CITY OF SCIENCE
CHANCES are, some of the Christmas presents we buy or receive this year will use some form of smart technology. As a society, we have been buying gifts in the form of gadgets and gizmos for decades. Games consoles, DIY equipment, remote control cars, TVs and stereos have all been common presents opened up in countless homes in Glasgow on Christmas morning.
The trend will continue this year, with gifts including smart toothbrushes, virtual reality headsets, drones, smart watches, wireless headphones and selflacing trainers! According to data analytics company GlobalData, this new “wearable tech” industry is projected to be worth a staggering $54 billion by 2023!
Technology works best when it adds value to people’s lives. The commercial success of technology, at least in the case of these new Christmas gadgets, can increase greatly if they can be a source of fun and entertainment.
What is becoming clear is that smart tech is becoming more and more intertwined with our daily lives. Many of us will now own a smartwatch such as a Fitbit that supports us with health and fitness goals and we are now seeing the healthcare industry make use of this technology by monitoring patients. These industry-standard wearables come with sensors, artificial intelligence and big data to remotely monitor patients and support the diagnosis of illnesses.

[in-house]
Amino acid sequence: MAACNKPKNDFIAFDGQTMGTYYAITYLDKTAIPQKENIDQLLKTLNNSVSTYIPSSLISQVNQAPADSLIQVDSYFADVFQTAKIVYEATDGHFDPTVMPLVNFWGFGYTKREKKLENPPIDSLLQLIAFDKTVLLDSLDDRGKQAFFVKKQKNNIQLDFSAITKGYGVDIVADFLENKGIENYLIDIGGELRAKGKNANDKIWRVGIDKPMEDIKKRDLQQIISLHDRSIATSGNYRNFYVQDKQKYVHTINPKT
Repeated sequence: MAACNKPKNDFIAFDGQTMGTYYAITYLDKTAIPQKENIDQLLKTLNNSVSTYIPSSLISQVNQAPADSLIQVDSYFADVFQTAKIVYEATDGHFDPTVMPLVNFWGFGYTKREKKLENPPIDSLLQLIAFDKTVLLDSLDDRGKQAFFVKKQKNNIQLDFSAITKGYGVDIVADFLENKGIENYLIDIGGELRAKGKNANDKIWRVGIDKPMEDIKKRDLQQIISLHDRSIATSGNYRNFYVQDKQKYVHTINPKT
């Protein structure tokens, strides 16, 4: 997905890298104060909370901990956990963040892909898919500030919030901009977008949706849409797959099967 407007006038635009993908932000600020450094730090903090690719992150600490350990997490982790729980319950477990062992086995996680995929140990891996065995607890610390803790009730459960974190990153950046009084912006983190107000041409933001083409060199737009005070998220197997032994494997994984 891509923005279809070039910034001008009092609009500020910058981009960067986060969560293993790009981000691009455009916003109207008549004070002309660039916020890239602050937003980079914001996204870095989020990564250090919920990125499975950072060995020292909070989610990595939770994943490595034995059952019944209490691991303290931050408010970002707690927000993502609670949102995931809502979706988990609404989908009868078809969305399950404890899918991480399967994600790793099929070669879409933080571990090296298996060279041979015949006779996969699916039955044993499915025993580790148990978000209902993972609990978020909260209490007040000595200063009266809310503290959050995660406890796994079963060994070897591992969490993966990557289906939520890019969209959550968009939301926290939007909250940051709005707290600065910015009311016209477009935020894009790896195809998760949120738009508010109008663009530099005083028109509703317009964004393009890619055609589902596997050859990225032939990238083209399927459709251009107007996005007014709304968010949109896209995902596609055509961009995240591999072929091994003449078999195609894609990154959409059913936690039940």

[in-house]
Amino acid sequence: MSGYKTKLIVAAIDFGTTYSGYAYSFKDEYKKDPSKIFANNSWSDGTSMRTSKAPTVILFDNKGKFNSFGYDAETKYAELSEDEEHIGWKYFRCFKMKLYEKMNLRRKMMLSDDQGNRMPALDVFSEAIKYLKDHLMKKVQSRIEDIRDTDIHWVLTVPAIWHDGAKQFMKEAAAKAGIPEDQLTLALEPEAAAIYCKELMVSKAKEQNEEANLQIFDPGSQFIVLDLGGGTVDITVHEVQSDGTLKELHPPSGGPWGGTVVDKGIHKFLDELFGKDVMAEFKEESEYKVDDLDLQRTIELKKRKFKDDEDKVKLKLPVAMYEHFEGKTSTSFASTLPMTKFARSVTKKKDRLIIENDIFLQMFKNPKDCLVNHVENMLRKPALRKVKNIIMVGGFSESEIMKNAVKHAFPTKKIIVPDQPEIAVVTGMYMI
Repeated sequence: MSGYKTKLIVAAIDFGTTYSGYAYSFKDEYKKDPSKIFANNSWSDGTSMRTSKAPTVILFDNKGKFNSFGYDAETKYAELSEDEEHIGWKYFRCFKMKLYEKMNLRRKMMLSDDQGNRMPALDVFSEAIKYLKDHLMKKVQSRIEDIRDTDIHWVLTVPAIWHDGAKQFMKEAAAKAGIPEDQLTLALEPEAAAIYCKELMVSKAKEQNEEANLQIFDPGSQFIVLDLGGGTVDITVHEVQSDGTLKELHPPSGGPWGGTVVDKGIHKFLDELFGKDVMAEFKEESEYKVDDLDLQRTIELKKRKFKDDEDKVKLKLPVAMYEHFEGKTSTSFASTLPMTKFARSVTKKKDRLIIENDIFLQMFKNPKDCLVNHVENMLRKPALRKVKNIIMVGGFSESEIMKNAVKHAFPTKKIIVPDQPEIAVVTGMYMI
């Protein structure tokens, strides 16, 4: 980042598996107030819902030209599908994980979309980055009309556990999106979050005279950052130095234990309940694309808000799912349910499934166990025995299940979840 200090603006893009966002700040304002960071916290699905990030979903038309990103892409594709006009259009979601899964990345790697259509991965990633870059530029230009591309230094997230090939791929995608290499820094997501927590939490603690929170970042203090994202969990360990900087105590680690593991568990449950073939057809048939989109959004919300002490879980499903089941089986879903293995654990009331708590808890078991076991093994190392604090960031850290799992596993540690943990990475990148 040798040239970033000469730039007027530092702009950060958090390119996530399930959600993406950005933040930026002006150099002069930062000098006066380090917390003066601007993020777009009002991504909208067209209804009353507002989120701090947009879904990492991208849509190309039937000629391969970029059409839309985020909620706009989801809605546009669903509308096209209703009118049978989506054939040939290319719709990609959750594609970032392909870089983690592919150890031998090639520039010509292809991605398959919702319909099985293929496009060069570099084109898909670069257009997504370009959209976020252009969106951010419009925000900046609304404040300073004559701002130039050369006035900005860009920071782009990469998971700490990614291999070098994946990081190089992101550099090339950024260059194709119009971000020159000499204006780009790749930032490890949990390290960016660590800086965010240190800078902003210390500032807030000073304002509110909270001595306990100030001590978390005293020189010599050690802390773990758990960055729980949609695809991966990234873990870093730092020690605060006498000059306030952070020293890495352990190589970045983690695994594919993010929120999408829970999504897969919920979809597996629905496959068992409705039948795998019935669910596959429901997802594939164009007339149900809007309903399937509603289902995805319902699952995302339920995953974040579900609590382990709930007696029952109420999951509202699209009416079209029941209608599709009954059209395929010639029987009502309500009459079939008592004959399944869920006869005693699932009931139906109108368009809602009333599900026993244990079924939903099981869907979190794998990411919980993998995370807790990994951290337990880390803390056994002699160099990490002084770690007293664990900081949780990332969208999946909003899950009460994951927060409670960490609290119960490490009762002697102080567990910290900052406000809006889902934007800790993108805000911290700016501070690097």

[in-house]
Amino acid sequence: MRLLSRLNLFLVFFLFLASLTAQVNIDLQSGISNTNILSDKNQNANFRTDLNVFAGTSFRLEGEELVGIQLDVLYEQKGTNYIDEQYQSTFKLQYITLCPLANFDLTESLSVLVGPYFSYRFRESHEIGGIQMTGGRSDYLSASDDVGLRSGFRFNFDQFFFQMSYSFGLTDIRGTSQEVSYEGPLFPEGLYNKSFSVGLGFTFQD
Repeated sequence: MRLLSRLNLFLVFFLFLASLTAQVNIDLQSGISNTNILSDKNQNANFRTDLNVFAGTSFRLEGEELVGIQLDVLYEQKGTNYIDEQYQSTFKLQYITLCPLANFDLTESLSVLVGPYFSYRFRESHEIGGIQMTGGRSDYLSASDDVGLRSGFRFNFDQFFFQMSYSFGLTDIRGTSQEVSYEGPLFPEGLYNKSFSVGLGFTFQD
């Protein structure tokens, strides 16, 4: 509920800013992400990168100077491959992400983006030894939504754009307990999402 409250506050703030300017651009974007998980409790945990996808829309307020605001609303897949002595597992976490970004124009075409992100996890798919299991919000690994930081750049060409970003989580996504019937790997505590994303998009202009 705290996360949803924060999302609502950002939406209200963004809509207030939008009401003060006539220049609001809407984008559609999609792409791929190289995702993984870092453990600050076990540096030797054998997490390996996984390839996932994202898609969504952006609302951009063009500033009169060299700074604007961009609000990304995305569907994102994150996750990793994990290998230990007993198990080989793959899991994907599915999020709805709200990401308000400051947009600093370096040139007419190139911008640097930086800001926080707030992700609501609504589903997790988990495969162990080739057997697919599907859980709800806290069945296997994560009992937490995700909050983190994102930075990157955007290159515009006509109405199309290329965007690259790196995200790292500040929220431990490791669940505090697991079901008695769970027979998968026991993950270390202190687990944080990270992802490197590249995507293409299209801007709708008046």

As is so often the case, new technologies and industries bring with them new challenges. As smart tech becomes more prevalent, we must become more aware of the potential pitfalls and know how to combat any threats associated with being continuously connected to the internet.
Cyber criminals can do serious damage. In 2017, NHS England cancelled an estimated 7,000 appointments and operations because of malicious computer infections, known as a ransomware, which threatened to block computer access until a ransom was paid.
This incident should be a wakeup call and it is naïve to think that hackers and cyber vandals only target wealthy corporations. Scots now spend £38 billion a year using online transactions, so households in Glasgow and throughout the country really need to consider how they can best protect their online data.
For these reasons, Glasgow
The latest technology is now a big part of Christmas